When a Parrot Doesn't Know the Word for Fire

When a Parrot Doesn't Know the Word for Fire
A wild African Grey Parrot, photographed by Lucy Keith-Diagne in 2008, uploaded to iNaturalist as observation 66464292 under a CC-BY 4.0 license.

Have you heard of Alex the Grey Parrot? He lived with American researcher Irene Pepperberg for 30 years while she taught him to not just mimic words, but to understand their meaning. Many years ago I read two different books by Pepperberg about her time with Alex – Alex and Me, written for a general audience, and The Alex Studies: Cognitive and Communicative Abilities of Grey Parrots which lays out the methods she used in detail.

As I remember, part of the big deal about Alex is that he learned to use language creatively, figuring out ways to say things he hadn't expressly been taught. So I found myself thinking of him when this article showed up in my inbox:

VIDÉO - À Lannilis, Baby le perroquet sauve sa famille d’un incendie - France Bleu
Mieux qu’un détecteur de fumée, adoptez un perroquet ! Baby, un perroquet qui vit chez un couple de Lannilis, dans le Finistère, a alerté d’un début de feu électrique derrière le mur de la cuisine dans la nuit de samedi à dimanche. Ça aurait pu très mal tourner s’il n’avait pas alerté ses maîtres.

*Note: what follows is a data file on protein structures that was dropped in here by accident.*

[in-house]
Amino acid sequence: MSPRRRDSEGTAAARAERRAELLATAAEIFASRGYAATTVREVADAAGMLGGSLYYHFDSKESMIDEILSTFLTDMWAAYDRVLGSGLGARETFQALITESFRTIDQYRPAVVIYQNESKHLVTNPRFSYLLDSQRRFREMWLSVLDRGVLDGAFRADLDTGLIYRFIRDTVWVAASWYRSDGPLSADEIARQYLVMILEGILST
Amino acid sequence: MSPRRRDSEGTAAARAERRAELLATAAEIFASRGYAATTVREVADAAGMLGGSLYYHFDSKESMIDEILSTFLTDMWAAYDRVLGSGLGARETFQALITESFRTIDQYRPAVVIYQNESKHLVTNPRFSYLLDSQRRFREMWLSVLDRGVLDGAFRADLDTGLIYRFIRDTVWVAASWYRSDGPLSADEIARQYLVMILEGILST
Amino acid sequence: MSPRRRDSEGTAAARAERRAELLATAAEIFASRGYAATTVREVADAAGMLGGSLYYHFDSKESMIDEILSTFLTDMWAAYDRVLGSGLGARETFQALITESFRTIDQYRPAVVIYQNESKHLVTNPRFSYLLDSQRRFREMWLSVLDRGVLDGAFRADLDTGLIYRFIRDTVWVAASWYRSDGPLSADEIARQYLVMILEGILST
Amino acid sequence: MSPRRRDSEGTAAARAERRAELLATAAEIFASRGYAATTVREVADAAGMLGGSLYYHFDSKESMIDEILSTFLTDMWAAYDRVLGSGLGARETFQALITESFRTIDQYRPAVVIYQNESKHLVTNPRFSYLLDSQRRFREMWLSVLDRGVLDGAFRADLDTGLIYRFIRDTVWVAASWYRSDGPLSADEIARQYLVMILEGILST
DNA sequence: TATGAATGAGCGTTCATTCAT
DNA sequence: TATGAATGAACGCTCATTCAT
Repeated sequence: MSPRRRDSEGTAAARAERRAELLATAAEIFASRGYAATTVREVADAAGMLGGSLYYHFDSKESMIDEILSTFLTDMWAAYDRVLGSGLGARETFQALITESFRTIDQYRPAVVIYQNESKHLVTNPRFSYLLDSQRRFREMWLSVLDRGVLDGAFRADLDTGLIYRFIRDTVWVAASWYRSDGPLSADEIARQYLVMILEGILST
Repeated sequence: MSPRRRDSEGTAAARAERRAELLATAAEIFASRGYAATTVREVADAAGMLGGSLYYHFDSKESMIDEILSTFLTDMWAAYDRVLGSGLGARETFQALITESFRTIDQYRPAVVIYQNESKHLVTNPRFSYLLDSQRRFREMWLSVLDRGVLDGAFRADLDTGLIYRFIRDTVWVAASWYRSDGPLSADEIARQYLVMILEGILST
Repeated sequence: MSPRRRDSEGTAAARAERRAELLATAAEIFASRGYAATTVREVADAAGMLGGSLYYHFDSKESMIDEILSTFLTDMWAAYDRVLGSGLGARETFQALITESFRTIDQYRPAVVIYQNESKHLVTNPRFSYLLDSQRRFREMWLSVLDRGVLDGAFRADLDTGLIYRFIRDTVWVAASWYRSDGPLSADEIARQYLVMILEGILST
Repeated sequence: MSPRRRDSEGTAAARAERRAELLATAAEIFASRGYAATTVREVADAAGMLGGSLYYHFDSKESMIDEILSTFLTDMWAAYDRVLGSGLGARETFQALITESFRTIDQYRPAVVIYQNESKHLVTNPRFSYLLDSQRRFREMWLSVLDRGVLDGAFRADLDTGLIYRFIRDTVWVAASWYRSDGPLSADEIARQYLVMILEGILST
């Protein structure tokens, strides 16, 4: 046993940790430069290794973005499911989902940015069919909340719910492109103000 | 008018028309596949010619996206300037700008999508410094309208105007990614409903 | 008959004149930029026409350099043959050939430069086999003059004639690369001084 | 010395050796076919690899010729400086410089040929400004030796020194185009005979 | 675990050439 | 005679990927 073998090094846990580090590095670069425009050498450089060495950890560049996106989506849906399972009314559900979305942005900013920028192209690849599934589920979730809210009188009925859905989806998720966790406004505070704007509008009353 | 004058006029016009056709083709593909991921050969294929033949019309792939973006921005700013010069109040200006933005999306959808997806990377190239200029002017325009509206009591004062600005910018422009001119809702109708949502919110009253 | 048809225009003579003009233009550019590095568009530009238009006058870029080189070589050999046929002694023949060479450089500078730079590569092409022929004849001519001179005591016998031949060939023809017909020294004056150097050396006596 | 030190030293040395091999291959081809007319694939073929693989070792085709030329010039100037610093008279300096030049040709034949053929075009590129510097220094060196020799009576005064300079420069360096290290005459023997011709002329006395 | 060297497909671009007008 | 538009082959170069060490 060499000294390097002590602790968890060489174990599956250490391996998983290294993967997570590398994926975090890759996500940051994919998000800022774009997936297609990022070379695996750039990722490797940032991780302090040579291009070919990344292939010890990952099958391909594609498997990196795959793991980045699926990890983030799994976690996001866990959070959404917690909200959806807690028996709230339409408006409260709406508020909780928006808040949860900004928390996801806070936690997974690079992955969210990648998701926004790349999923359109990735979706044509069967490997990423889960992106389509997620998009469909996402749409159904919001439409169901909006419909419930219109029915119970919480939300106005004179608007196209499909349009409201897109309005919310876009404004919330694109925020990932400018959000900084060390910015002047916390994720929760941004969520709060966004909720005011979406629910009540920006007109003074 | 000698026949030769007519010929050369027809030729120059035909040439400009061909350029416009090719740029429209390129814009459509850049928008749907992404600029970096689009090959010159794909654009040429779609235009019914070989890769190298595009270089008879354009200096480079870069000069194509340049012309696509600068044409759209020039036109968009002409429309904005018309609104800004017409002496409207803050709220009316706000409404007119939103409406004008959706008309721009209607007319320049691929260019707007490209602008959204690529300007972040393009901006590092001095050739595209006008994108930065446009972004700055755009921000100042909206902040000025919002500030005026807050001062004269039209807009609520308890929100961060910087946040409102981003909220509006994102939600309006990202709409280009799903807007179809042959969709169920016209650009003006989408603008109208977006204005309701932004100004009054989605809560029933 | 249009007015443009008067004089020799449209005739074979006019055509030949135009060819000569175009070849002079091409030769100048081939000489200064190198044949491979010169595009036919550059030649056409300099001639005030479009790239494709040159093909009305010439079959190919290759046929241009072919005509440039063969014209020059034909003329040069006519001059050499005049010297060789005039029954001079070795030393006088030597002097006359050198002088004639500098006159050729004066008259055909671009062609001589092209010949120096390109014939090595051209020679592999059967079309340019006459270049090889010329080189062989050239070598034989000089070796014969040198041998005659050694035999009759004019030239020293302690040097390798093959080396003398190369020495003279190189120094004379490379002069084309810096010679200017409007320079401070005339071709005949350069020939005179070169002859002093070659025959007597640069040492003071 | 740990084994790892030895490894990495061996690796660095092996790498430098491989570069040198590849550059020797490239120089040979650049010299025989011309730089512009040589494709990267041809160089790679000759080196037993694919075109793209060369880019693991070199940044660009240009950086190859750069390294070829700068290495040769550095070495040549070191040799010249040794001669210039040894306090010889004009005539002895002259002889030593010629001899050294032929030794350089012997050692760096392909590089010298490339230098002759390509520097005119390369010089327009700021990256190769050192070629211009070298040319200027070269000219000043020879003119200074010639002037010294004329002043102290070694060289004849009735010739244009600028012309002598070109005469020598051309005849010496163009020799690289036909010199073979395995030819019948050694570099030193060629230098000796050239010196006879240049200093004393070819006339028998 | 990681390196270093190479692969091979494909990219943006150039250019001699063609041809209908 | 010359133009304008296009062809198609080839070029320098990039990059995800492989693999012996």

Yes, it's in French.* But it's about a Grey Parrot in France named Baby. According to the humans in the house – Virginie and Gilles – six-year-old Baby regularly talks during the day, but always stays quiet through the night. So they figured they'd better get up and see what was going on when they heard Baby coughing and saying "Ouh, c'est chaud! Oh la la, c'est chaud!" at 5 A.M.

Because when you're a parrot who's never learned the word for un incendie, how else do you tell your family there's an electrical fire starting behind the dishwasher then to just keep repeating "oh wow, it's hot"?

There are many stories of dogs and cats and other non-human animals alerting their families to fires and other dangers. What strikes me about Baby's story is his word choice in this instance. To be clear, there weren't flames licking out of the wall. When Gilles and Virginie came downstairs they had to investigate to try to find the source of the strong odour. So it sounds unlikely to me that Baby was actually physically any hotter than usual. But he knew something was very, very wrong, and used the closest word he knew to express that. Unlike Alex, Baby didn't have decades of dedicated language training, but I'm willing to venture that he does live with people who talk to him about things, and for that, he saved their lives.


*The reason I saw Baby's story is that I'm supposedly trying to improve my French, though admittedly it isn't going well. But a hat tip to Anne-Sophie Conover's free newsletter En français avec Anne-Sophie for bringing this and other stories to my inbox every week.